Venezuela directs 60% of oil revenues to imports
The country's oil revenues over the last 14 years amount to USD 700 billion, with only 2% allocated to the international reserves
University professor and economist Luis Oliveros underscored, "60% has been directed to imports, 12% to different funds such as (the National Development Fund) Fonden, and 2% to the international reserves, while capital outflows accounted for 26%."
International reserves -the country's US dollar tank for repaying foreign debt, backing the local currency, and paying imports- are mainly comprised by gold bullion, in view of the sharp drop of cash reserves.
Oliveros, who took part in a forum organized by think tank Econométrica to appraise 2013 economic perspectives, explained that although foreign exchange controls have been in place since 2013, "we are facing massive capital outflow because not all US dollars bought through Cadivi (the Foreign Exchange Administration Commission) to import are actually used for this purpose, bond sales, and the error and omissions account of the balance of payments."
Oliveros based his assessment on data compiled by the World Bank and the International Monetary Fund, in order to show the true colors of Venezuela -the Member State of the Organization of Petroleum Exporting Countries (OPEC) with the poorest results in managing the oil windfall.
"One may think that all petro-States are doing something similar, but they are not. Among all OPEC member States, over the last 14 years, Venezuela has reported the lowest growth of GDP, the highest inflation rate, the largest increase in foreign debt, and it is the only one that has failed to boost oil production."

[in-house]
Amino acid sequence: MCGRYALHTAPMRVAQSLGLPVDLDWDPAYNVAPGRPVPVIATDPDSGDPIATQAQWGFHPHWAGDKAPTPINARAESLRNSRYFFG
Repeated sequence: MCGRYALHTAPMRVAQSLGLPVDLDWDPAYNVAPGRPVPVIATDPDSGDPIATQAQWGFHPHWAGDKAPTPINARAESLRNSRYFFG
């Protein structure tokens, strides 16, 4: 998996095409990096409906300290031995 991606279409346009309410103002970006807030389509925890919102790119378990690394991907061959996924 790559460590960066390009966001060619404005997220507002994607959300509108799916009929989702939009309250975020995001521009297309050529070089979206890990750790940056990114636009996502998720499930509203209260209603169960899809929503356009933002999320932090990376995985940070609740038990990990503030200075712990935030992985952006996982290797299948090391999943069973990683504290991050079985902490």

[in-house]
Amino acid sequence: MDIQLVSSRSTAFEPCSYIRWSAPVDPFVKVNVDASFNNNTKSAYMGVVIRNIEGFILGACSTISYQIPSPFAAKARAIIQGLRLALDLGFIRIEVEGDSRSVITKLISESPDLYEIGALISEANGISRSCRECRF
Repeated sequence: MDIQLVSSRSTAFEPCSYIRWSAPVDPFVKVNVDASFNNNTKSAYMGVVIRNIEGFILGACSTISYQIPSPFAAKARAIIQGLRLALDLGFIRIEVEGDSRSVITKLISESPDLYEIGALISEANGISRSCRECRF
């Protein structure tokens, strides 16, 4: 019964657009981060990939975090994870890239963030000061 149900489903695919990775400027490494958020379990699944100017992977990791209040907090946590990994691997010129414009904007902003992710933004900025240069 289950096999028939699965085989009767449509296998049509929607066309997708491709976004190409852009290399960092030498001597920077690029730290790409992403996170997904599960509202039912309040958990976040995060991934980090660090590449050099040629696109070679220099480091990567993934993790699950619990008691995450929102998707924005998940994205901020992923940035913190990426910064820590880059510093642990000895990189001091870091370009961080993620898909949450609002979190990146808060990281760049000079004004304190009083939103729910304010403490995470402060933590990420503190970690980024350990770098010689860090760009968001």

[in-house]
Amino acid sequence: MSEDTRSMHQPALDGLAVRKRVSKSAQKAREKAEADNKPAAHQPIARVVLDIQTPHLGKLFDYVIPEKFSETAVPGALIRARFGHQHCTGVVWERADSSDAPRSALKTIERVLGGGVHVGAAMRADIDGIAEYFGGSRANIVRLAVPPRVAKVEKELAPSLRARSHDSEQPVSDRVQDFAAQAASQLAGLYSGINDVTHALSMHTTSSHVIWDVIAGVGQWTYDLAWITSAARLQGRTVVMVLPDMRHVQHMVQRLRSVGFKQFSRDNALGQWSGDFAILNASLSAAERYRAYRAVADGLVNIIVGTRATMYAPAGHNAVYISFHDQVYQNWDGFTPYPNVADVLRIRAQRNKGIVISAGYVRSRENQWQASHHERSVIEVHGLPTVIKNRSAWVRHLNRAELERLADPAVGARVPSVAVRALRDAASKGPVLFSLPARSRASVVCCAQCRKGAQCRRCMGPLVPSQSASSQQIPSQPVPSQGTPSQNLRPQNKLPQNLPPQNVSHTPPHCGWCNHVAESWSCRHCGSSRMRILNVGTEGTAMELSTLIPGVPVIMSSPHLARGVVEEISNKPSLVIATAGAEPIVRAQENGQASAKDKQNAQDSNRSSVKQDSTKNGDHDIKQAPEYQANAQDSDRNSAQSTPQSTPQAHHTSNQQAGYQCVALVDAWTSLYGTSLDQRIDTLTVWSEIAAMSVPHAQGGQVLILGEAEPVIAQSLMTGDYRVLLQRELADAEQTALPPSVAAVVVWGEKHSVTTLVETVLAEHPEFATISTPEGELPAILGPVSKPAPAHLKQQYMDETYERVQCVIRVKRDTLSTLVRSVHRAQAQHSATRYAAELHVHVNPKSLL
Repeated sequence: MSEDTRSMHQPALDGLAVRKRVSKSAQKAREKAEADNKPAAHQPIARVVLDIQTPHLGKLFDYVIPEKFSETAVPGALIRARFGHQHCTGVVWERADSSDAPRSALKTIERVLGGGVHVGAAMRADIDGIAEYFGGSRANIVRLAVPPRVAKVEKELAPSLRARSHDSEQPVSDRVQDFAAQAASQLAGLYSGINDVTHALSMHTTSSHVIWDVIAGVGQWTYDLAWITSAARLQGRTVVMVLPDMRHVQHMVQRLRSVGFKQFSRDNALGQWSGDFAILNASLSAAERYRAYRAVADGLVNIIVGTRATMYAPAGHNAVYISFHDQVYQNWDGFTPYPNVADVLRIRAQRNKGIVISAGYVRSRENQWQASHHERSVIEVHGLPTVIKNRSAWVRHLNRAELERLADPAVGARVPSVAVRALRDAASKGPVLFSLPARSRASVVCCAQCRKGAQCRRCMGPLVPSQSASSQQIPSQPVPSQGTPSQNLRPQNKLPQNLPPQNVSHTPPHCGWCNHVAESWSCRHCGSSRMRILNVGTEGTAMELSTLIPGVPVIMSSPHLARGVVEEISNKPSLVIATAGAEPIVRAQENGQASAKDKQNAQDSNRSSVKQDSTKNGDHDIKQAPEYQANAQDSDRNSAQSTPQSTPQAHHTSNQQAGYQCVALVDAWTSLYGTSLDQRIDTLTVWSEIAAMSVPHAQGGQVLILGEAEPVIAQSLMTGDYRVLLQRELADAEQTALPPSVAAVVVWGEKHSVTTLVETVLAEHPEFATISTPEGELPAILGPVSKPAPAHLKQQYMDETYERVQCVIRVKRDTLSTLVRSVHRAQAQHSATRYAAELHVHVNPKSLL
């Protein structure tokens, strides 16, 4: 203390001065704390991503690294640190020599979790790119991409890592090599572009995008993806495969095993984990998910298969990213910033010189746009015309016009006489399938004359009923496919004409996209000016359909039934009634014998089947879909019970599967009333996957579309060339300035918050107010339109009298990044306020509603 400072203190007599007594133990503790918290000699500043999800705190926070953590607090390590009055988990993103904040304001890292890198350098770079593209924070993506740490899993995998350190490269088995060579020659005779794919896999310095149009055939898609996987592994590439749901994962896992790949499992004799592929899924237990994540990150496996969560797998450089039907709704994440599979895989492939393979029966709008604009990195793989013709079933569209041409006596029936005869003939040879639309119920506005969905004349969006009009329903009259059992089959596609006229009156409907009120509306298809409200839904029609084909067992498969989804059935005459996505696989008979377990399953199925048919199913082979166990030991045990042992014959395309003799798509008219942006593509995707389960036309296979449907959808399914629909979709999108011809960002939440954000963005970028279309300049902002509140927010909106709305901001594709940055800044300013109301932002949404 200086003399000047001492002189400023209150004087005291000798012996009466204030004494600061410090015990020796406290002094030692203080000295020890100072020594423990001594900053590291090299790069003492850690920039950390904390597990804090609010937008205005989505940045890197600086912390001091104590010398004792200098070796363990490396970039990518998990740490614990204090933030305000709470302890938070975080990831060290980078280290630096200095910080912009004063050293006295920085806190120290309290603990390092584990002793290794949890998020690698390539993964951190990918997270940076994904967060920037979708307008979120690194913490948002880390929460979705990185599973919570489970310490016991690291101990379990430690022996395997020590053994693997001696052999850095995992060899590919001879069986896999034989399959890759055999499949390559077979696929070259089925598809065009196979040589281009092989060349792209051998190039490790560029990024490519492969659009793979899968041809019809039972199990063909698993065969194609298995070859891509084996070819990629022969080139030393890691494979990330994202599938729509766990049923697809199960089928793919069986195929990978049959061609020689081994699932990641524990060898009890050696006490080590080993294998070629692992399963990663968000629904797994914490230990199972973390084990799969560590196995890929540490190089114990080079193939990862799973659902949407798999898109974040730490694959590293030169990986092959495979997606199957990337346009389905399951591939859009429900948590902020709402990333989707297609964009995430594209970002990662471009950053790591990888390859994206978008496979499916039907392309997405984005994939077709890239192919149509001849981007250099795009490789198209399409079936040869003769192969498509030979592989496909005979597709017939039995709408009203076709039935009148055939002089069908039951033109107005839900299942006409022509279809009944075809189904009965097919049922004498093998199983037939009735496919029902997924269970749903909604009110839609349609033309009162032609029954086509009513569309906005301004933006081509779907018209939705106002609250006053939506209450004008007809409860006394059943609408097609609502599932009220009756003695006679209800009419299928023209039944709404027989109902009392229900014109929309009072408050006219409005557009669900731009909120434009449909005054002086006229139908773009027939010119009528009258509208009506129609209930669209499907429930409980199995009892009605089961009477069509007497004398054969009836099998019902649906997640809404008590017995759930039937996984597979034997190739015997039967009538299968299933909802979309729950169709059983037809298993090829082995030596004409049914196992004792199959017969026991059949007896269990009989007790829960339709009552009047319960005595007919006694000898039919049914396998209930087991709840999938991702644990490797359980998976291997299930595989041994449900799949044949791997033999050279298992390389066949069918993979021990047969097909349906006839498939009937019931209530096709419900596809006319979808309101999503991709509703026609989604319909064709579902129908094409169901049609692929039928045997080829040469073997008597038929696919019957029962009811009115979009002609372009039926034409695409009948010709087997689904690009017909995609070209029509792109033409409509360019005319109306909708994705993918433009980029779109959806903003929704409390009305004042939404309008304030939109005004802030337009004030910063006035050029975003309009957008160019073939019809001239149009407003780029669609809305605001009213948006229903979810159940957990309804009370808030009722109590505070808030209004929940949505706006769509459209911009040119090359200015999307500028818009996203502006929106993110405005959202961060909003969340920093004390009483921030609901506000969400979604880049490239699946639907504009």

For his part, Econométrica director Angel García Banchs presented the 2013 economic outlook.
"We believe the Venezuelan oil basket will average USD 105 per barrel, the economic contraction will stand at 1.3% roughly, and inflation at 30%," he remarked.
García Banchs added that public accounts are hit by a gap between revenue and spending amounting to 15 points of GDP. This will force the government to devaluate its currency to VEB 6.50 per US dollar, in order to obtain more bolivars for petrodollars.
Translated by Jhean Cabrera
A simple reason: there is oil galore, would suffice to explain Guyana's actions. Another explanation lies in the little or none efforts made by the Venezuelan government to thwart the move by the Guyanese. This is certainly not a new problem, but a problem only recently highlighted because oil is involved. But what other resources does the disputed area hold? For most of us it is a section on the map with black and white stripes on it, a depiction of something distant, alien, a nothingness not worth paying much attention to in geography classes back in elementary school.